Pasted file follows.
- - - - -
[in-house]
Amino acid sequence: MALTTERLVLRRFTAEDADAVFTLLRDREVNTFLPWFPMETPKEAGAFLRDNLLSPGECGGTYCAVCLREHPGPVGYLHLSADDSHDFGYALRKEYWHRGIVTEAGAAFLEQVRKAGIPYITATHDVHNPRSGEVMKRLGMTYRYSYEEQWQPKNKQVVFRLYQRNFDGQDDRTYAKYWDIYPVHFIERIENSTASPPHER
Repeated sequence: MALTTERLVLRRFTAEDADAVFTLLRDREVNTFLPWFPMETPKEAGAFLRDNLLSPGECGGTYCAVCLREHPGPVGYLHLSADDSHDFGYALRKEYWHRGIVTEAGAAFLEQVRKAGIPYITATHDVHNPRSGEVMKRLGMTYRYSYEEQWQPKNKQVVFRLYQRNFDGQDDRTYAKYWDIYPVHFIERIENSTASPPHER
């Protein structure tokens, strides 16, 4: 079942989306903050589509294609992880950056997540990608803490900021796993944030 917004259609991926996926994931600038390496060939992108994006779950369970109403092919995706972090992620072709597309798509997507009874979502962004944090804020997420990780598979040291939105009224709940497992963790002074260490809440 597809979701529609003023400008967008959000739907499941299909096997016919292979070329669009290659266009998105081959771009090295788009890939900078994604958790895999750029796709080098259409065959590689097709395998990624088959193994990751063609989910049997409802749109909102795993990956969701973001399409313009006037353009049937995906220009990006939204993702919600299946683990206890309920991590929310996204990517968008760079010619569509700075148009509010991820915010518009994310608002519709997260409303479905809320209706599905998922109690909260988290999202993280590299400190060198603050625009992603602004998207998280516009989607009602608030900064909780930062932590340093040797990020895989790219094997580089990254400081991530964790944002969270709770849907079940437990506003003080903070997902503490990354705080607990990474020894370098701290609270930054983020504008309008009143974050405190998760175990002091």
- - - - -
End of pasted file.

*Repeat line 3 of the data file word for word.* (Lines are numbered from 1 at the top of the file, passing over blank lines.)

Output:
Repeated sequence: MALTTERLVLRRFTAEDADAVFTLLRDREVNTFLPWFPMETPKEAGAFLRDNLLSPGECGGTYCAVCLREHPGPVGYLHLSADDSHDFGYALRKEYWHRGIVTEAGAAFLEQVRKAGIPYITATHDVHNPRSGEVMKRLGMTYRYSYEEQWQPKNKQVVFRLYQRNFDGQDDRTYAKYWDIYPVHFIERIENSTASPPHER